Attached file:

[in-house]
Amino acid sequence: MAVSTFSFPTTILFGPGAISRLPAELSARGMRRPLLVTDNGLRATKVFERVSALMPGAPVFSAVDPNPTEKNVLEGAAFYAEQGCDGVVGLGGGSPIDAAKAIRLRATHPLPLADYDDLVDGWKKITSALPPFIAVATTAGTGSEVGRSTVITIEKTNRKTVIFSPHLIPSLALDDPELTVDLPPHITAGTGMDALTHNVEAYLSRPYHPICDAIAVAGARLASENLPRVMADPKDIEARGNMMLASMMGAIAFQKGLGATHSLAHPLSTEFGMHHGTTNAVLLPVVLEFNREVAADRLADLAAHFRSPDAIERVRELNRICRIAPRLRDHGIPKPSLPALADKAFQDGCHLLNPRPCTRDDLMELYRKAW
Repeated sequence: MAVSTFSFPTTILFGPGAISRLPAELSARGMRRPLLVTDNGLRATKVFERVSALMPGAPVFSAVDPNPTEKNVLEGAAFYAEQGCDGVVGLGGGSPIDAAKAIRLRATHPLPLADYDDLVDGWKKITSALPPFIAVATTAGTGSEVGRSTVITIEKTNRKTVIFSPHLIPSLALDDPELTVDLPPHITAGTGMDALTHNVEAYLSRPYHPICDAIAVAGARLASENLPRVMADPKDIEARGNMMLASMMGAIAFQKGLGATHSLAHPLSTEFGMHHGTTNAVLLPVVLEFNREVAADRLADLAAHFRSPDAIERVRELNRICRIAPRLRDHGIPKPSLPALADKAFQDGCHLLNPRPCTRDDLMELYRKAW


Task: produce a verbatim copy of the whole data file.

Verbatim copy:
[in-house]
Amino acid sequence: MAVSTFSFPTTILFGPGAISRLPAELSARGMRRPLLVTDNGLRATKVFERVSALMPGAPVFSAVDPNPTEKNVLEGAAFYAEQGCDGVVGLGGGSPIDAAKAIRLRATHPLPLADYDDLVDGWKKITSALPPFIAVATTAGTGSEVGRSTVITIEKTNRKTVIFSPHLIPSLALDDPELTVDLPPHITAGTGMDALTHNVEAYLSRPYHPICDAIAVAGARLASENLPRVMADPKDIEARGNMMLASMMGAIAFQKGLGATHSLAHPLSTEFGMHHGTTNAVLLPVVLEFNREVAADRLADLAAHFRSPDAIERVRELNRICRIAPRLRDHGIPKPSLPALADKAFQDGCHLLNPRPCTRDDLMELYRKAW
Repeated sequence: MAVSTFSFPTTILFGPGAISRLPAELSARGMRRPLLVTDNGLRATKVFERVSALMPGAPVFSAVDPNPTEKNVLEGAAFYAEQGCDGVVGLGGGSPIDAAKAIRLRATHPLPLADYDDLVDGWKKITSALPPFIAVATTAGTGSEVGRSTVITIEKTNRKTVIFSPHLIPSLALDDPELTVDLPPHITAGTGMDALTHNVEAYLSRPYHPICDAIAVAGARLASENLPRVMADPKDIEARGNMMLASMMGAIAFQKGLGATHSLAHPLSTEFGMHHGTTNAVLLPVVLEFNREVAADRLADLAAHFRSPDAIERVRELNRICRIAPRLRDHGIPKPSLPALADKAFQDGCHLLNPRPCTRDDLMELYRKAW